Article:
Renault Megane looks like a dream and drives like one
Lithe, powerful beauty a fitting testament to French company’s rich automobile credentials
On my busman’s holidays I like to steal the keys to my other half’s Mini Cooper and enjoy the bump, the grind, the irresistible go-kartyness of a bundle of fun that is so cute you could pinch its little wheel arches.
As we all know, the Mini first became cool when driven by Mr Bean. But it reached its apogee of coolness when piloted by Jason Statham and chums in the remake of movie The Italian Job. By then it had become, in most of its iterations, a hatchback, courtesy of parent company BMW’s inspired reinvention of the car in 2000.
And because I like to think of myself as more Statham than Bean – at least when at the wheel – it is not difficult to cast my (sorry, her) mighty Mini Cooper as a fantasy chariot for tough-guy Hollywood heroes.
But now, alas, my head has been turned and I must confess to my infidelity with a new paramour, a car that puts the “hot” into “hot hatch” and has me all a-quiver with a touch of my right foot. Let me introduce you to the Renault Megane GT, which I like to refer to privately as Meg. After Meg Ryan, naturally.
Renault’s long history in motor racing has inevitably (and deliberately) influenced matters out on the workaday Tarmac; and although the five-door Megane that embraced me in its Alcantara bucket seats was unavoidably more conservative in aspect than the sadly discontinued three-door version, here was clearly a fun-loving filly that couldn’t wait to take on the nearest Volkswagen Golf GTI. And that was before the engine was even revved.
Squaring up to such high-class opposition means putting your money where your horsepower is and the Megane has plenty of that. Its 1.6-litre, four-cylinder turbocharged engine generates 205bhp (only five ponies short of the GTI’s two-litre power plant) at 6,000rpm and posts a top speed of 233km/h, having warmed up with a 7.1-second sprint from zero to 100km/h.
It will move you 100km for every six litres of petrol, most entertainingly when the Sport driving mode is engaged and the paddle shifters behind the adjustable, chunky steering wheel are brought into play. Fortunately, unlike many of their brethren, these are large enough not to seem to disappear behind the wheel when a pesky corner looms and demands that it be turned. That would simply ruin the experience of charging up and down the seven-speed, twin-clutch gearbox, not least when the synthesised engine grumble plays its merry tune as the rev counter gallops towards the red zone.
Performance is allied to style in the Megane, with its aggressive-looking snout giving on to curvaceous front wings and then to five-spoke, 18-inch Magny Cours alloy wheels. Wheels which, cleverly, and at the behest of Renault’s 4Control system, help to keep the car on the road by turning in opposite directions at front and back during cornering, thereby reducing understeer. This takes place, say the Renault Sport engineers, at up to 80km/h, to help manoeuvrability. At higher speeds, the wheels turn in the same direction to aid stability.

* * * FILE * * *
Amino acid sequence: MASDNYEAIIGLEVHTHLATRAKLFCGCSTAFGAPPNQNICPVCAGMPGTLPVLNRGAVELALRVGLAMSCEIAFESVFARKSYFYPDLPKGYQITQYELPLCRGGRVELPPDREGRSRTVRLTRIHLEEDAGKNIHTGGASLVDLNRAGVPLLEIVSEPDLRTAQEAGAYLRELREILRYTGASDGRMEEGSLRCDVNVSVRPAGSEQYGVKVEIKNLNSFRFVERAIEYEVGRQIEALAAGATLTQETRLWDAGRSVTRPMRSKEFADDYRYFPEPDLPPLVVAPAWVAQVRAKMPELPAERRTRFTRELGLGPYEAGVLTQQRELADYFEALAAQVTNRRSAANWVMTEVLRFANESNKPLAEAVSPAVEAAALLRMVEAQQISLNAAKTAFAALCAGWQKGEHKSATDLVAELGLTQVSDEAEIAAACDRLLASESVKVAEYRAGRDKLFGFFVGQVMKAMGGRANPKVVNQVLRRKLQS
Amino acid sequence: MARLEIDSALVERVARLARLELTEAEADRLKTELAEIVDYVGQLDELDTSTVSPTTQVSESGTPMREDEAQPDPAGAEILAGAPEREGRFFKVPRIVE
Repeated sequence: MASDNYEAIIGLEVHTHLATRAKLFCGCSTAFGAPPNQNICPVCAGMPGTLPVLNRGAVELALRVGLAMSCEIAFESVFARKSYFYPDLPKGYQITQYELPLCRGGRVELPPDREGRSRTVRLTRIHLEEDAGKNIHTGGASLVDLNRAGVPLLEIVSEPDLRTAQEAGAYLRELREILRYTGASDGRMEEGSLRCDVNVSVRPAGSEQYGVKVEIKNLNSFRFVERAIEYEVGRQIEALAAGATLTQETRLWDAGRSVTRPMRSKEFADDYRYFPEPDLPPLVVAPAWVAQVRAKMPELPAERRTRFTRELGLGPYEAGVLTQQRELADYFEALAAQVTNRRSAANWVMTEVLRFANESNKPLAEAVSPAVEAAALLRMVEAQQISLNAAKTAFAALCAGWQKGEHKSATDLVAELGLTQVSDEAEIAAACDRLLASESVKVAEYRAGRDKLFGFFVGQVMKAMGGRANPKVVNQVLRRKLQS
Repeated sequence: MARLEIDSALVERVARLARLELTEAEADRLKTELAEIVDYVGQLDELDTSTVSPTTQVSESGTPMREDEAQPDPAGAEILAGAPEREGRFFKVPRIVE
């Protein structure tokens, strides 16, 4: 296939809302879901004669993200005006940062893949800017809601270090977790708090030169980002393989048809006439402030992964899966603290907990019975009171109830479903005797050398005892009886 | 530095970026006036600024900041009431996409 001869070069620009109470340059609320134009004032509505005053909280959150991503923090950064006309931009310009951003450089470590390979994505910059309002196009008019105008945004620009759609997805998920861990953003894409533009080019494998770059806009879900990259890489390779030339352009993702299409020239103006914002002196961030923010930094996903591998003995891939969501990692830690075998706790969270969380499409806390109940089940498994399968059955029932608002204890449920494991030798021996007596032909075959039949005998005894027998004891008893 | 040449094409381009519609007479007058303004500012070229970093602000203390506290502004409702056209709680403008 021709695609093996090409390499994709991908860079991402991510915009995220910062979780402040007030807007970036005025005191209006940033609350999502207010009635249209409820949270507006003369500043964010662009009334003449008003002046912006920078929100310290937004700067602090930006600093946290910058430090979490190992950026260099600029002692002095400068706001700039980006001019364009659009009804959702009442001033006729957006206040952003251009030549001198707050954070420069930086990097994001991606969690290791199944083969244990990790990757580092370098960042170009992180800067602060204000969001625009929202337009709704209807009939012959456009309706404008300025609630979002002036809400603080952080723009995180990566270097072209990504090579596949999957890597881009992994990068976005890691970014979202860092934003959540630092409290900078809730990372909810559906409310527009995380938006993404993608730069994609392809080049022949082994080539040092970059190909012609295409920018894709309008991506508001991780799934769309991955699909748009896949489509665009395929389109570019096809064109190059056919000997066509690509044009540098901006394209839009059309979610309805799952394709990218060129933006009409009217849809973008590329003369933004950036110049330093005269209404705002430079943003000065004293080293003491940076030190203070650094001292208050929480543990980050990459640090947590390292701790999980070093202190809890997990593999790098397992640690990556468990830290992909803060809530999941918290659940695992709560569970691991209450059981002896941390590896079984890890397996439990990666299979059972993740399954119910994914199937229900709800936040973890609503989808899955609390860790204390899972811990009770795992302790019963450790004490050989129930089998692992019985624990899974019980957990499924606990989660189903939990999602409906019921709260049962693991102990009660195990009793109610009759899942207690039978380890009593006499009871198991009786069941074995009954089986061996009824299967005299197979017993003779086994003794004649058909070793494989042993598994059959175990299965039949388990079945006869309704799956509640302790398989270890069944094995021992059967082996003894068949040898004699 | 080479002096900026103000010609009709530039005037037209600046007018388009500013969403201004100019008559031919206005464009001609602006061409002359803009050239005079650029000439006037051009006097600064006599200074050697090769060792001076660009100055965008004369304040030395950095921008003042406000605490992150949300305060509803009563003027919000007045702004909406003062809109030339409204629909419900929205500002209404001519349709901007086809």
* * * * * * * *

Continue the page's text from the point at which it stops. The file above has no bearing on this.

It is not a 21st-century car if it doesn’t offer all sorts of “driving assistance systems”, and the front-wheel-drive Megane has plenty of those too. One such gizmo eliminates blind spots by detecting any vehicle you can’t see in your mirrors; the Easy Parking Assist, meanwhile, does what it says on the tin and measures potential parking spaces before you try to turn in to any spot from which you might have to leave without 100 per cent of your paintwork.
Upfront indoors, the seven-inch touch screen is a blessed relief from the rampant over-complication that often afflicts such console centrepieces, giving straightforward, unfussy access to driving mode selection, vehicle performance data and the usual entertainment, navigation and device connectivity functions. Never mind your mobile phone: swipe, zoom and pinch have found their true home.
The thin-film-transistor liquid-crystal display (TFT) virtual instrument panel is a joy for boys who have never grown up. Easily personalised via the touch screen, with various layouts and colours to choose from, it cements in place that adolescent racing-car thrill initially encouraged by the Megane’s twin exhausts, mean-machine grille and low profile – thanks particularly to the panel’s subtle, stylised chequered flag.
The middle of the generally plush, soft-to-the-touch cabin isn’t flush with legroom for those occupying the cushy split rear seats; and the tallest passengers back there might find themselves altitudinally challenged for headroom where the Megane drops its come-hither shoulders. But unless they’re XL-size guests they won’t feel too much of a squeeze. Nor will their luggage, in the surprisingly deep 434-litre boot.
Even when Sport isn’t selected as its default mode, a crisp ride and jaunty handling come as standard with the HK$336,800, racy-yet-practical GT, which will top the Megane range until the even more exhilarating RS arrives next year with a startling, head-turning whoosh. Until then, this lithe looker, longer and wider than previous incarnations, will grace anybody’s driveway. Especially mine.